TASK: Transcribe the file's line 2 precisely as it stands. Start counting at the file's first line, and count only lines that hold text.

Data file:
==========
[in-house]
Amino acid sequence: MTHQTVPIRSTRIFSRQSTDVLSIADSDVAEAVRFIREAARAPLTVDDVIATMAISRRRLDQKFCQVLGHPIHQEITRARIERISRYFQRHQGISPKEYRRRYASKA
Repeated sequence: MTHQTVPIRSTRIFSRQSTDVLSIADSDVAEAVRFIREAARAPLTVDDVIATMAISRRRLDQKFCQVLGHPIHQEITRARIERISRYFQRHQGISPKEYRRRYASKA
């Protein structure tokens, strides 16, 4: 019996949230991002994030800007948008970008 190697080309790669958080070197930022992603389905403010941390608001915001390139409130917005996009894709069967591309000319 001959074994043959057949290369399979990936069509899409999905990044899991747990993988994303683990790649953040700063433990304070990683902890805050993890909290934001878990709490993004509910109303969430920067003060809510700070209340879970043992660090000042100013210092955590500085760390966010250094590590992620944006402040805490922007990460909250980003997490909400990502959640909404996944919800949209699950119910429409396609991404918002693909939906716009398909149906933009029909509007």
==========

Amino acid sequence: MTHQTVPIRSTRIFSRQSTDVLSIADSDVAEAVRFIREAARAPLTVDDVIATMAISRRRLDQKFCQVLGHPIHQEITRARIERISRYFQRHQGISPKEYRRRYASKA